Social networks increasingly influence the price of some financial instruments, but will Reddit beat Wall Street’s hedge fund? Can a bunch of Reddit users put wall street greats in trouble?
This article refers to spontaneous movements born on Reddit to beat Wall Street’s Hedge Fund, growing social networks. The story of the Reddit group in support of Gamestop has made it clear that a social network can influence the price of a stock, but who runs the game? Maybe the cat’s just playing with the mouse.
Twitter and Reddit are the social networks that young investors are especially following. When a stock or commodity becomes viral, the price’s volatility increases rapidly.
When a stock is small and illiquid, it will experience a lot of price movement. Liquidity always affects volatility in speculative markets.
If someone involved in the company tries to influence the price, the US Securities and Exchange Commission can step in. When Elon Musk tweeted about Tesla stock, it happened.
The SEC doesn’t seem to be interfering with the Reddit groups right now, but they might later. Someone could undoubtedly pilot future initiatives to speculate on a stock.
However, I want to focus on bottom-up movements such as those involving GameStop or physical silver. Many anti-Wall Street movements were born on Reddit. For instance, a group of investors buys a lot of physical silver to increase its price.
Why are joint projects born? Are they piloted by someone, or do they happen? Is it possible to invest following these trends? Are people on Wall Street watching or taking advantage of this trend?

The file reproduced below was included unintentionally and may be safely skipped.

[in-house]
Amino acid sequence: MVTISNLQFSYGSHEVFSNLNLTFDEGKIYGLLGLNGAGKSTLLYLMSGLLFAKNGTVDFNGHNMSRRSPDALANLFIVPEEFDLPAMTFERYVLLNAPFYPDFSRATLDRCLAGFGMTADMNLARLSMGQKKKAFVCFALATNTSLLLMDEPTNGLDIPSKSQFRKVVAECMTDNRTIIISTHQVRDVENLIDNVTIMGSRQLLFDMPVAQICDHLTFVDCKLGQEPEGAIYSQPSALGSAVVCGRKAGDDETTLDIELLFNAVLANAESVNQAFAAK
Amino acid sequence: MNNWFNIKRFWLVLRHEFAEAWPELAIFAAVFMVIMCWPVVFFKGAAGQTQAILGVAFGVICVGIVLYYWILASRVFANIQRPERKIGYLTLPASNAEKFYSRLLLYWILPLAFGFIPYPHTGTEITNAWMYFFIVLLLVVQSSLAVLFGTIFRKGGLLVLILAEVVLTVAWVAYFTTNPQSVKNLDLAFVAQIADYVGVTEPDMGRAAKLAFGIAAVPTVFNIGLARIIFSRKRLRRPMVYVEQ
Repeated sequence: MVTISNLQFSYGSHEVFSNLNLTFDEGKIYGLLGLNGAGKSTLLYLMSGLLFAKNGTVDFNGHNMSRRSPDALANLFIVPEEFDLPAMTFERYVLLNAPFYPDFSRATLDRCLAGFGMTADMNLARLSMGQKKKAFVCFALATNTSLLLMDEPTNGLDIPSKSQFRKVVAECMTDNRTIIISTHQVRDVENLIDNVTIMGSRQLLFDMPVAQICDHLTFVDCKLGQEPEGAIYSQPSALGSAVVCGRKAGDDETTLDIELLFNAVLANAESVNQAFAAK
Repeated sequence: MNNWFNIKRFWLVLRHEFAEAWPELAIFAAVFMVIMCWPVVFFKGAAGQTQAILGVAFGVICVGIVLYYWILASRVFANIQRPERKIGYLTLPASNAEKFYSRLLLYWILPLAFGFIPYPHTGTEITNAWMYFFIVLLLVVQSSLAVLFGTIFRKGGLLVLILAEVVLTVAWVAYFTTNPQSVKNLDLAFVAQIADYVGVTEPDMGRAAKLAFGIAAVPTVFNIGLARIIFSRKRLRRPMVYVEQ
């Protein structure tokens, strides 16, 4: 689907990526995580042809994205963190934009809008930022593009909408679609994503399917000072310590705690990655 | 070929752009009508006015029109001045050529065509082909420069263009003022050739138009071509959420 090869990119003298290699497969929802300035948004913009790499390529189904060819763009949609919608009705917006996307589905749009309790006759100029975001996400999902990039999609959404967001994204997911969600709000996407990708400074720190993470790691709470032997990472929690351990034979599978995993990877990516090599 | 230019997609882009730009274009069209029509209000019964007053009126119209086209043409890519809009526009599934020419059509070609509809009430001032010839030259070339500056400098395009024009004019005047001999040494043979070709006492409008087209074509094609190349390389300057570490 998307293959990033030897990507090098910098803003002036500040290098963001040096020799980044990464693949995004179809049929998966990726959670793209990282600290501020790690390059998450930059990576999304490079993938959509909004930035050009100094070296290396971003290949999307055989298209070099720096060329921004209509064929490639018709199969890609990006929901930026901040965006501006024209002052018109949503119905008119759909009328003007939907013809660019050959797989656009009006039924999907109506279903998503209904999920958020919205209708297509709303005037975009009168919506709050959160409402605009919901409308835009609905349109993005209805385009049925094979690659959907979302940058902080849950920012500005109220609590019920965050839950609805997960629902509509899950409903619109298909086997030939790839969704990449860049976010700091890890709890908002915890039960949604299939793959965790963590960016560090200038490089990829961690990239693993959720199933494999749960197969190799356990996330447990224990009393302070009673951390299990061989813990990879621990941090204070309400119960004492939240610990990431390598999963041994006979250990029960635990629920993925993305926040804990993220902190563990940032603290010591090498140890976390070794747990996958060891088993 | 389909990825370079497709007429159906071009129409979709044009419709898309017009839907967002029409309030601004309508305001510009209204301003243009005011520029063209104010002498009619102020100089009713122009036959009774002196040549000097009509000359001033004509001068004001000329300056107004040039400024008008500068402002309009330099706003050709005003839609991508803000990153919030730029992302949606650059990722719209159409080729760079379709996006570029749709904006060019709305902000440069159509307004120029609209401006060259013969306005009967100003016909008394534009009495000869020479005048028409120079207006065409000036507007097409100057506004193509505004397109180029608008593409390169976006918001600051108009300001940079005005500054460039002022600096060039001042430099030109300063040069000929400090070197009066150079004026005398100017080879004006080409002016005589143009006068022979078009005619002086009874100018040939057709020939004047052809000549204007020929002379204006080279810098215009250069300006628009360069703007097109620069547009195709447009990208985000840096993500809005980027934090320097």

Let’s have a look at this new financial phenomenon and see what it means.
Why do movements take off on social media?
In this article, I don’t detail GameStop’s history; I refer you to this article if you want to learn more.
It’s happened and will happen again, so I want to understand the motivations that drive people to create a community to support the stock. They’re angry about resentment and hatred towards Wall Street, big banks, and hedge funds.
Hedge funds can bet on a stock going up or down and have enough money to make a significant impact.
When hedge funds target stock to crash, short-selling begins. If the stock is illiquid, the price will collapse in a short time. The price collapse will make short-holders rich and bring the company and its financial stability.
Everyone knows how the financial markets work, but sometimes they give the story a moral spin. In this previous article, I consider Gordon Gekko’s greed and thinking of the 80s, comparing it to today.
This hatred of the model materializes in a sort of war in which social media users buy a financial product in bulk to defeat Wall Street’s hedge funds. Most people who participate in the conflict don’t want to get rich or speculate.
Reddit users have two main objectives: attacking hedge funds and defending the company, susceptible to short-selling. So there is a mix of hate, love, and compassion that arms people against Wall Street and what it stands for.
If Reddit’s movement is advertised correctly, it quickly goes viral and attracts many small investors and traders. The more the story spreads, the more popular it becomes, and the more people it attracts.
Can Redditors win a battle against hedge funds?
Are you wondering if a group of small investors can beat hedge funds? The answer is no; it’s like trying to kill Rambo with a toothpick.
Wall Street has infinite money, time, and other resources to make these kinds of conflicts drag on long enough to make even more money. If many inexperienced investors buy a stock, it’s because the same people who were shorting it are selling it to them.
Look at the GameStop graph of the last period, a meaningless price swing with insane volatility.
When private investors buy a stock, more institutions will accumulate bearish positions. Hedge funds will use the options to hide their trades and make a killing when the stock plummets again. This technique is called short-squeeze and consists of buying put options as the price rises and, in the end, pushing the price to the downside.